After Your Offer is Accepted: A General Real Estate Timeline and Escrow Guide for Home Buyers in Sacramento, California
Your offer has been accepted by the sellers, but you don't get the keys just yet. It can take weeks and even months before you can move into your new home, and a lot can happen "in escrow". The following is a general timeline of events in a hypothetical 30-day real estate transaction.
On the date the seller’s accept and return your offer the timeline for the contract officially begins, and escrow will be opened with a title company. Escrow is an independent 3rd party to the transaction who can only follow the terms that are laid out in the purchase contract and supplemental documentation. (The word escrow is also used to refer to the period of time between the acceptance of an offer and the closing of the transaction).
The day your offer is accepted is day 0 of the timeline. Your timeline may vary slightly depending on the terms of your contract.
On or before day 3 of the timeline, you or your agent on your behalf must deliver your earnest money deposit (EMD) to the title company. The earnest money deposit is small percentage of the purchase price (often around 1%) which is held in an escrow account. This deposit shows the seller that you are a serious buyer who intends to purchase the property. If you choose to cancel the transaction after a specified period of time, the seller may be permitted to keep your earnest money deposit.
Usually around day 5 of the timeline, the lender will order an appraisal for property to determine if the property value is consistent with the proposed purchase price in the contract.
The first 17 days of the timeline are part of the inspection period. During this time, you and the experts you hire should conduct inspections of property. You can hire a licensed home inspector to come out and survey the property and grounds and give you a report on all findings. A good home inspector will visually inspect the house and property and make recommendations for specialized inspections—such as roof, HVAC, chimney, pest, etc.--if necessary. Complete inspections as soon as possible in case you want to ask the seller to make repairs or credit you money for problems found during the inspection period.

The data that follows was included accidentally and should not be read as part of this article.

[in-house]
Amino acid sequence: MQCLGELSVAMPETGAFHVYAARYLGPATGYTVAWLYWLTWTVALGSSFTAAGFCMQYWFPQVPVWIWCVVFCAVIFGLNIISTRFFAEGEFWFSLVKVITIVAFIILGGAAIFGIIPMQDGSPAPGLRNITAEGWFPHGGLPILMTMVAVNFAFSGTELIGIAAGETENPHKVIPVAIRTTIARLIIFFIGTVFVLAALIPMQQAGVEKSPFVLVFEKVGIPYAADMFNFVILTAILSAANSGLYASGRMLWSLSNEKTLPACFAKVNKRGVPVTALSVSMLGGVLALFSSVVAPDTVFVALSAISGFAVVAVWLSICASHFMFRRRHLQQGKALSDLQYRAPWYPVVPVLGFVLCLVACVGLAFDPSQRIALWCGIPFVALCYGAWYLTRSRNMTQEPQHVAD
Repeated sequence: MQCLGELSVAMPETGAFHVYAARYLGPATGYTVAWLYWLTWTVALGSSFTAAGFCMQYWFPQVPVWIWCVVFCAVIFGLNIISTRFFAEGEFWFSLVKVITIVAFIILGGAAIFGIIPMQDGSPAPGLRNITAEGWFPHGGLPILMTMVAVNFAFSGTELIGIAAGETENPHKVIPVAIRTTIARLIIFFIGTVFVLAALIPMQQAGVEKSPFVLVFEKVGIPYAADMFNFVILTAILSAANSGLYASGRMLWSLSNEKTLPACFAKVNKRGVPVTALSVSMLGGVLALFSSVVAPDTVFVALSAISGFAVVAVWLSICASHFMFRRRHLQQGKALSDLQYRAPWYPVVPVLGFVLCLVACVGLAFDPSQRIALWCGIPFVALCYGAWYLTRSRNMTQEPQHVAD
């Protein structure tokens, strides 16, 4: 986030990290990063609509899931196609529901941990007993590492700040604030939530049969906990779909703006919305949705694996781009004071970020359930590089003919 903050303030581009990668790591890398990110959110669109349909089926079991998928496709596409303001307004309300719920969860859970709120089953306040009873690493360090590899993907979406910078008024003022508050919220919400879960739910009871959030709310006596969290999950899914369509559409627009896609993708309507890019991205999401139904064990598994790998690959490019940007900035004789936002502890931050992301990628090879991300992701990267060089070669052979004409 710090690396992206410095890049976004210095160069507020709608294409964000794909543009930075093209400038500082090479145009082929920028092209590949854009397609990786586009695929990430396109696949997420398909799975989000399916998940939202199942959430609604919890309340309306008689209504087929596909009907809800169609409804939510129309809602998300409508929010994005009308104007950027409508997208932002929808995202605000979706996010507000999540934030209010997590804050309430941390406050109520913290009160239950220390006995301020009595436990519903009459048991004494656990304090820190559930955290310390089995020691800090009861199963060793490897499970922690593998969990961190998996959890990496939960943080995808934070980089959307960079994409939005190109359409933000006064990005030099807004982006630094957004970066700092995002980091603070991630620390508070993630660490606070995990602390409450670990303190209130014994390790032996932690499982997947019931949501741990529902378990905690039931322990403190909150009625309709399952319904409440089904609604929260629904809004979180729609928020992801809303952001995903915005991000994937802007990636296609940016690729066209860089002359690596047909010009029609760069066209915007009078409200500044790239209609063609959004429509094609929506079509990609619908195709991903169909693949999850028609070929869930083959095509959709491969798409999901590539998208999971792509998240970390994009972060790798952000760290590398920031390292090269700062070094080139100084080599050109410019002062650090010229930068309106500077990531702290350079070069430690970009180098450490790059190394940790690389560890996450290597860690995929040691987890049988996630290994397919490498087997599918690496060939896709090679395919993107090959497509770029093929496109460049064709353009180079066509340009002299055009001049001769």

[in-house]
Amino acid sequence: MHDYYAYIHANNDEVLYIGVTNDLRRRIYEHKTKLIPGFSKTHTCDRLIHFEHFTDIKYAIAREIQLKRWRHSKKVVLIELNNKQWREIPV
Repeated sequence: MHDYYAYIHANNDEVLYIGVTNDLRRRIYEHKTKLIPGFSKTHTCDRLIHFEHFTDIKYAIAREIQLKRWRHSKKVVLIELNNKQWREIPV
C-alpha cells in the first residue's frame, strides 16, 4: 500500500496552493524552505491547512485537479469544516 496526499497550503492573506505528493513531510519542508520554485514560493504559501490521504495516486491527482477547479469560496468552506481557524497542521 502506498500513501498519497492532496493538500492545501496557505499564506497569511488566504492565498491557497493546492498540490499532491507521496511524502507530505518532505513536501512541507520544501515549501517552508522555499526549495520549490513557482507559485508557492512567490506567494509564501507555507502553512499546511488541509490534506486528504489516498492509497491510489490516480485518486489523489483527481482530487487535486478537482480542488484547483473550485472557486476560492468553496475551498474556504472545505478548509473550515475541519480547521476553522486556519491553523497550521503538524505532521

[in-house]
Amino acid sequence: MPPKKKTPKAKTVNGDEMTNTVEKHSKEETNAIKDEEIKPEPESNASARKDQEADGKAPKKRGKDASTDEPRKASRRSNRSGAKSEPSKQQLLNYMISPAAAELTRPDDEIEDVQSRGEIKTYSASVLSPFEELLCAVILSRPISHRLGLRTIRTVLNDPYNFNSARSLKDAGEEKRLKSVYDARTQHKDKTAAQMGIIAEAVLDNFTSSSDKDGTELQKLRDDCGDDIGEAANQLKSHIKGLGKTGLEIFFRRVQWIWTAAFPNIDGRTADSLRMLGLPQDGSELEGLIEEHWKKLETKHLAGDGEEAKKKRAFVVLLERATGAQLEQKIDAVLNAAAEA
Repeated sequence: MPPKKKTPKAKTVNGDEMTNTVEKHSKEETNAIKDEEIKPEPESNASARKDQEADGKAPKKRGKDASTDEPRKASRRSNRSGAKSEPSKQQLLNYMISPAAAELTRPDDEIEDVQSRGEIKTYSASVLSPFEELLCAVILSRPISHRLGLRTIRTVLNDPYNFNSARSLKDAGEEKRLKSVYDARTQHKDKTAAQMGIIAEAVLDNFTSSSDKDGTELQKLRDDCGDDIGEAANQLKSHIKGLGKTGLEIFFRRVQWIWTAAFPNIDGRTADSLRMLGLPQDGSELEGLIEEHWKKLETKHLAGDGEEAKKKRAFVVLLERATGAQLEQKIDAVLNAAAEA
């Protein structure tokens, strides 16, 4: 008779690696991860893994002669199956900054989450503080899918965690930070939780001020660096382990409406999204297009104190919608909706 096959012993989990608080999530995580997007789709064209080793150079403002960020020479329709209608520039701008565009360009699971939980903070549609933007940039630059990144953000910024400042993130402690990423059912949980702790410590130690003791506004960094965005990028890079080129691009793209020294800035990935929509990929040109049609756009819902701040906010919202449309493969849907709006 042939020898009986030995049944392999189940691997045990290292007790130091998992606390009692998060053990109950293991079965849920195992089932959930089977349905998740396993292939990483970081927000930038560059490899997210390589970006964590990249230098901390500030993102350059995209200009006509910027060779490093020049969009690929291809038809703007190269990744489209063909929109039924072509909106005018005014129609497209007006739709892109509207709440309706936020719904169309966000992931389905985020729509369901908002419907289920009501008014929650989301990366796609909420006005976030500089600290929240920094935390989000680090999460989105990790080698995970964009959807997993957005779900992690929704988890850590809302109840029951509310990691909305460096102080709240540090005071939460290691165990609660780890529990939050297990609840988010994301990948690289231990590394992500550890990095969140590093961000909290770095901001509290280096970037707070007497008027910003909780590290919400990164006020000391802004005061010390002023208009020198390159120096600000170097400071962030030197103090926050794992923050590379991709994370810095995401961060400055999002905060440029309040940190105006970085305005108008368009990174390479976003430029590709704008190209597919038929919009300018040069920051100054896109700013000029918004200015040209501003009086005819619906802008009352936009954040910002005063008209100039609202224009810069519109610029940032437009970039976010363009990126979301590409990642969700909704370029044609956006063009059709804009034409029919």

Days 5-12: Review seller’s disclosures about the property. The seller is required to disclose all material facts relating to the property. You will sign a variety of documents which provide information about natural hazards, property taxes, lead paint, carbon monoxide detectors, permits, upgrades made to the house and anything else which may influence your decision to purchase or not purchase the property.
Day 14: Request repairs from seller (if necessary). Submit request for repairs before the inspection period is over so that you can negotiate repairs with seller before you sign off on your inspection contingency.
Day 17: Remove loan contingency and inspection contingency. Your purchase contract guarantees you a specific amount of time (usually 17 days) to inspect the property and get your loan together. If you are not able to obtain a loan, or if you find a serious problem during your inspections, you can cancel the contract and have your earnest money deposit returned.
However, after the official inspection period, you must remove the inspection contingency. This means you are telling the seller in writing that you are satisfied with the results of the inspection and wish to move forward with the transaction. Should you choose to cancel the contract after removing this contingency, you are at risk for losing your earnest money deposit. The same scenario is true for removing the loan contingency.
Day 25: Sign docs at Title Company. Over the last few weeks, your lender and the title company have been amassing a huge portfolio of documents which relate to your loan and the property you are trying to purchase. When you go to your signing appointment at the title company, you must bring the following items: government issued photo ID, spouse and cash to close. Cash to close is comprised of various fees referred to as closing costs and your down payment funds. Cash to close should be in the form of a cashier’s check or wire transfer.
You should also conduct your final walk-though. Make sure the property is in the condition it was in when you first made the offer or better condition if the sellers have agreed to do repairs.
Day 30: Funding and recording. Once all the paperwork you signed at the title company is submitted to your lender, the lender will fund your loan. The bank will wire the money directly into an escrow account and funds will be dispersed according to the terms of the contract.
Next the change of ownership will be recorded by the county recorder’s office. Once we have confirmation that the property has been recorded, you get the keys.
Congratulations, you are now a homeowner!